Kau Kau BBQ Restaurant

Offering cheap Chinese food at its finest, Kau Kau's atmosphere is the perfect balance of interesting/odd decor and unpretentious functionality. The counter up front slings delicious barbecue lunches to go, usually chopped up as you wait. The full menu is worth sticking around for as well, and not just because the barbecue at this International District mainstay is best enjoyed with a bottle of Tsingtao. Their hot-and-sour soup is my favorite in the city, their barbecue duck is a delight, and their Chinese broccoli is exactly the umami bomb that any self-respecting Chinese vegetable side dish should be. TOBIAS COUGHLIN-BOGUE

Little Ting's Dumplings

Thick, hearty dough unapologetically smashes around the bold, flavorful meat of the homey Northern Chinese–style dumplings that earn this Broadview strip-mall star its name. A temple to the universal comfort food, each of the more than a half-dozen types of dumplings (all available steamed or fried) are handmade, and the menu holds even more unassuming treasures like the griddle-cooked spare ribs, served with pancake-like fried noodles (or, perhaps, noodle-like pancakes), and the crispy, spice-crusted lamb rib. But perhaps the most unmissable item on the menu is a bag of the house specialty, frozen, to answer all of your at-home dumpling needs. NAOMI TOMKY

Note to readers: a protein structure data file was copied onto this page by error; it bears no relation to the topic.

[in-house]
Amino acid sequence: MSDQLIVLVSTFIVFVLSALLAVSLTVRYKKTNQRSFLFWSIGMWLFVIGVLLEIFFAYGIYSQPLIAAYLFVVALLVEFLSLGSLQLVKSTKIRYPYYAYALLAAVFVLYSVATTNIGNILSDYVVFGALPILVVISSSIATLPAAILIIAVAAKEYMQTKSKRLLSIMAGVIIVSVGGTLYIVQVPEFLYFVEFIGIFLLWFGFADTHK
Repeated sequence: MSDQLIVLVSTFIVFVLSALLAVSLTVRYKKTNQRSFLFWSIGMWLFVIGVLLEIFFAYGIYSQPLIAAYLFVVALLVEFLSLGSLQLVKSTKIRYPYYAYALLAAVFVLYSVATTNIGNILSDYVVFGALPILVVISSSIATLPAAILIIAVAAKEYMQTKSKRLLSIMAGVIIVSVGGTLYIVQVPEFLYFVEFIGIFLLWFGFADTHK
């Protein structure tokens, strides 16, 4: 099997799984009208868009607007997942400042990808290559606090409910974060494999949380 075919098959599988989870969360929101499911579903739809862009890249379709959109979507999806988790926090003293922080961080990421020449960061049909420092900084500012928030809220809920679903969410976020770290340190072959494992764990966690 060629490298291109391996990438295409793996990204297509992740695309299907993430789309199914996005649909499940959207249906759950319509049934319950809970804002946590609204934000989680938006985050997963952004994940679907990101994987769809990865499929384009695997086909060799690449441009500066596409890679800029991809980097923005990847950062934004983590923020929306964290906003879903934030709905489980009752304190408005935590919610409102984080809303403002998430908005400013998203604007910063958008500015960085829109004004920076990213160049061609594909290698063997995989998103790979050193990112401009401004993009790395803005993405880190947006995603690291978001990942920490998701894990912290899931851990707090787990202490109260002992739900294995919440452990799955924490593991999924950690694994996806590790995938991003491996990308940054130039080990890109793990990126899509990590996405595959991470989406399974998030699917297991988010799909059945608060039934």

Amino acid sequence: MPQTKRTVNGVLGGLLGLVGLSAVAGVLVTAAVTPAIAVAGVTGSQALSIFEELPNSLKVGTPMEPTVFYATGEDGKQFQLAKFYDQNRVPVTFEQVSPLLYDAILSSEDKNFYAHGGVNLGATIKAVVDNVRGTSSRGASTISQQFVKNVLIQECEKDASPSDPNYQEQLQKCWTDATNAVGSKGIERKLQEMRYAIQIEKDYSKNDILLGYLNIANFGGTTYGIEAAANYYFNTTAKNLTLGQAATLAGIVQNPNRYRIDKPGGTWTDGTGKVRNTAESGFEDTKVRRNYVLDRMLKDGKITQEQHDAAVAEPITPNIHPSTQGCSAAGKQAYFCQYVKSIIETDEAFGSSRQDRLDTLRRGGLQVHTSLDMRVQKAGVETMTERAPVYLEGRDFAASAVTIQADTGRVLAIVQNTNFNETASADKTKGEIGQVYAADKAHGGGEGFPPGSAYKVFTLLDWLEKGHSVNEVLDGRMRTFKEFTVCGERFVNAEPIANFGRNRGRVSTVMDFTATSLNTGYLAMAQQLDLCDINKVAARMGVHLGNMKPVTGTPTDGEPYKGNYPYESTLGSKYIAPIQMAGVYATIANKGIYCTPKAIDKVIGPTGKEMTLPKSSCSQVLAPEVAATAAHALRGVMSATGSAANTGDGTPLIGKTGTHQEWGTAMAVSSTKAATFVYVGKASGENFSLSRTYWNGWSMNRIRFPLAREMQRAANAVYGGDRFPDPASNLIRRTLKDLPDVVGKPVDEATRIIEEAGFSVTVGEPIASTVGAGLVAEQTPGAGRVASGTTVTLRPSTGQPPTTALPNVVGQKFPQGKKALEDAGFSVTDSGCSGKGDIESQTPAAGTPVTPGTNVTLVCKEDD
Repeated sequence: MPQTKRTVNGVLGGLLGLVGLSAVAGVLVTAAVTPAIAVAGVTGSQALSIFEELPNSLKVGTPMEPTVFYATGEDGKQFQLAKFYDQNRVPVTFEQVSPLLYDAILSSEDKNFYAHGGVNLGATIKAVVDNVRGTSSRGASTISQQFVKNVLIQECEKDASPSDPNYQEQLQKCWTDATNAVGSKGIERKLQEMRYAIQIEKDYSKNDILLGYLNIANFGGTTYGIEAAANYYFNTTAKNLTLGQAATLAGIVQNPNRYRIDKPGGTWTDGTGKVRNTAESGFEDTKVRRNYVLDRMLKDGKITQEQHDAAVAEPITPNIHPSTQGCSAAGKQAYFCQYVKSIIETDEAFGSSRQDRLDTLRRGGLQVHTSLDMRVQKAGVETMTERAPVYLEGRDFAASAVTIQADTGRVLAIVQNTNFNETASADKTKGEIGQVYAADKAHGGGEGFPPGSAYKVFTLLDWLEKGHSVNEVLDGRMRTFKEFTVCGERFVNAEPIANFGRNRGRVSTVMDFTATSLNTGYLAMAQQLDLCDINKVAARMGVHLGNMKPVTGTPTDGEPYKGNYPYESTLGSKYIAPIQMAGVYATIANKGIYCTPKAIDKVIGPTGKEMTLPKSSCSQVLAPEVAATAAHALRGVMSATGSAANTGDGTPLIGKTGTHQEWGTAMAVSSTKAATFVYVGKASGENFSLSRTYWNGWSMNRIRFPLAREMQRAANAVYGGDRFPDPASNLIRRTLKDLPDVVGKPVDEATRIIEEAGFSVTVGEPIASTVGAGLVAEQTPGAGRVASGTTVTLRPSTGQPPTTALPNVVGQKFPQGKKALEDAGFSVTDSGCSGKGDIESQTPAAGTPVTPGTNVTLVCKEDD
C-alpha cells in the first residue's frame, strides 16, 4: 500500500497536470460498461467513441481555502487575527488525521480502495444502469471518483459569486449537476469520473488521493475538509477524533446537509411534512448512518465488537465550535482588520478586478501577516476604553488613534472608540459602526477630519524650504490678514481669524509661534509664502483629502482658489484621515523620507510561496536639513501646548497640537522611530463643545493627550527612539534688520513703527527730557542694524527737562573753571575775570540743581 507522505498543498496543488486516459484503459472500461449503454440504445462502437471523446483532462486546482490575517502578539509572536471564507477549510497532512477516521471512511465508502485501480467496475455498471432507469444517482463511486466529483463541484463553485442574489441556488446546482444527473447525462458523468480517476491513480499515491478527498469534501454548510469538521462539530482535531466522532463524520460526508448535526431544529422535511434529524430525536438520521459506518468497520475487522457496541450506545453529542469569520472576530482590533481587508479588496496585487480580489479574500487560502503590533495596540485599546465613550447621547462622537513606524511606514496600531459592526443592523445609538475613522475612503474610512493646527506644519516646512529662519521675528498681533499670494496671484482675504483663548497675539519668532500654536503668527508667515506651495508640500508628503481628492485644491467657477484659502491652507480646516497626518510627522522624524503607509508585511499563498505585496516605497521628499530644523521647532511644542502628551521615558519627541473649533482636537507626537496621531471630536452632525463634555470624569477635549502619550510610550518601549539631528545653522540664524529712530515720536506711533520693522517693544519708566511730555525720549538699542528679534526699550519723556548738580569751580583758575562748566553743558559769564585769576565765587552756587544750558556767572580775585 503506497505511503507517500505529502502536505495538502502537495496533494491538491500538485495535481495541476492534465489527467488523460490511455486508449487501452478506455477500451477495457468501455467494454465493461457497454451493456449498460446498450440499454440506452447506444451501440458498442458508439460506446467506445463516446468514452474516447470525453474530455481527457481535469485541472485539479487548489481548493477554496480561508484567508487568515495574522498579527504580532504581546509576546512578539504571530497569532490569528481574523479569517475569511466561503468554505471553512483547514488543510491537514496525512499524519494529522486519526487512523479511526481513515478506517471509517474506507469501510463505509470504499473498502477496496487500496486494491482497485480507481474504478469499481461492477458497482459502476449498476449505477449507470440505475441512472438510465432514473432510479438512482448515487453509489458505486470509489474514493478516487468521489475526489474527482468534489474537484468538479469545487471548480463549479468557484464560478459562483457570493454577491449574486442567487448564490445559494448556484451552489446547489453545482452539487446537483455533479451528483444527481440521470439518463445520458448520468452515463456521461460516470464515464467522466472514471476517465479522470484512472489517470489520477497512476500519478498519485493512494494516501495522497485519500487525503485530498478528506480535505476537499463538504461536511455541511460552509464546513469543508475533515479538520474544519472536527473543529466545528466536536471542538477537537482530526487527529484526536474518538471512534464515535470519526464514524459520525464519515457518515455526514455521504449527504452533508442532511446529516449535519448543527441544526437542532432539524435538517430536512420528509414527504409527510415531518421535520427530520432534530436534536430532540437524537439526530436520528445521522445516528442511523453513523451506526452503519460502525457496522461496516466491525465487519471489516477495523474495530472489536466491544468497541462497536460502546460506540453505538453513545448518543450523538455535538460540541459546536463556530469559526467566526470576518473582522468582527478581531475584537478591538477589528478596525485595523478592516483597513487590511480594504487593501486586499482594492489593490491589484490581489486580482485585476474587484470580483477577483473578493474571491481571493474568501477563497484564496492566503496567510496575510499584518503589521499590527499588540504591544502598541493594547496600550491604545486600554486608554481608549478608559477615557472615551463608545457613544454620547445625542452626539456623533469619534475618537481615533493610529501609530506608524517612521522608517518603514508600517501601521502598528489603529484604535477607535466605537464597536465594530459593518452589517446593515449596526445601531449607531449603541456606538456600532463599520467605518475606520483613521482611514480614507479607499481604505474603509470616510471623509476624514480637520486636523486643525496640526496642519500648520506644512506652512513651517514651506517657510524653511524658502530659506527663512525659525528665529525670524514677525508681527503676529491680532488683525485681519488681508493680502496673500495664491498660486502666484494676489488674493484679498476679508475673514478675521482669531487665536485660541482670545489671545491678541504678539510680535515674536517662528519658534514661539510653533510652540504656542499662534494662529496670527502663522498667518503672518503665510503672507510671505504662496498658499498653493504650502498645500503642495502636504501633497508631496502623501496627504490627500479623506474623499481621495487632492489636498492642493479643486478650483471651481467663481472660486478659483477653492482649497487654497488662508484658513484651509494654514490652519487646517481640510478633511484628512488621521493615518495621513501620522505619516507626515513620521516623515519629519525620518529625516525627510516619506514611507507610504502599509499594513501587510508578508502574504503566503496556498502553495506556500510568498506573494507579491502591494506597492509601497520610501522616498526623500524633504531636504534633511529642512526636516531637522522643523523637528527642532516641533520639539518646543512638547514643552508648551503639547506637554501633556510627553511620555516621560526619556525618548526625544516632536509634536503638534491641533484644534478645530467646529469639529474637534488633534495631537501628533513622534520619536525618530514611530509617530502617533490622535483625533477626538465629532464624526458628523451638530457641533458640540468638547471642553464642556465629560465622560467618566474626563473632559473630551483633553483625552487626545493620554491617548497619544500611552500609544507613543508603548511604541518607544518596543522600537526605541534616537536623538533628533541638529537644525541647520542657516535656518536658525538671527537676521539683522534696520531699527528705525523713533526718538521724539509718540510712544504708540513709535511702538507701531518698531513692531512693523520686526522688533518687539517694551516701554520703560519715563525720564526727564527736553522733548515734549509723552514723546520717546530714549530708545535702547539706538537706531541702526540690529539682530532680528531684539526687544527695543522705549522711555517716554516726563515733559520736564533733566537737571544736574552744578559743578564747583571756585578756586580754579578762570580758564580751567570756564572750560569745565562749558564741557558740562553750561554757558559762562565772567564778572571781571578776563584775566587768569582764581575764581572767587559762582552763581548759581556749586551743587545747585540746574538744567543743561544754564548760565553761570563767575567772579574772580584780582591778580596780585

No need to overthink things at this unassuming Edmonds strip-mall joint that specializes in food from Shaanxi Province: Just get the hot oil seared biang biang noodles. Coated in a simple, smoky chili oil, these wide ribbons of dough are probably all you need in life (or for dinner, anyway). Should you require more, there are other toppings—including rich cumin beef with jalapeños, and tomato and egg—as well as a solid lineup of non-noodle items, like grilled lamb skewers, chilled slices of beef tendon, and meaty flatbread sandwiches. You'll need to enlist a crowd for the chicken on a big plate, a fragrant mess of bone-in meat, potatoes, and whole spices (and noodles if you want, which you do). JENN CAMPBELL

Szechuan First

Tucked away in a strip mall near the Ikea is a paradise of ma la—that fiery, numbing sensation created by a combo of chili peppers and Szechuan peppercorns. The extensive menu offers plenty of ways (incendiary and non) to experience Szechuan cuisine—plates of cumin lamb or crunchy Chongqing chicken, bowls of dan dan noodles, and platters of elegant crispy fried sole are highlights. Or throw yourself right in the red-hot deep end with Szechuan boiled fish—tender morsels swimming in a delicious ma la lava that will have you looking for every available grain to soak up every single drop. Weekday lunch specials come with soup and rice for less than $10. JENN CAMPBELL recommended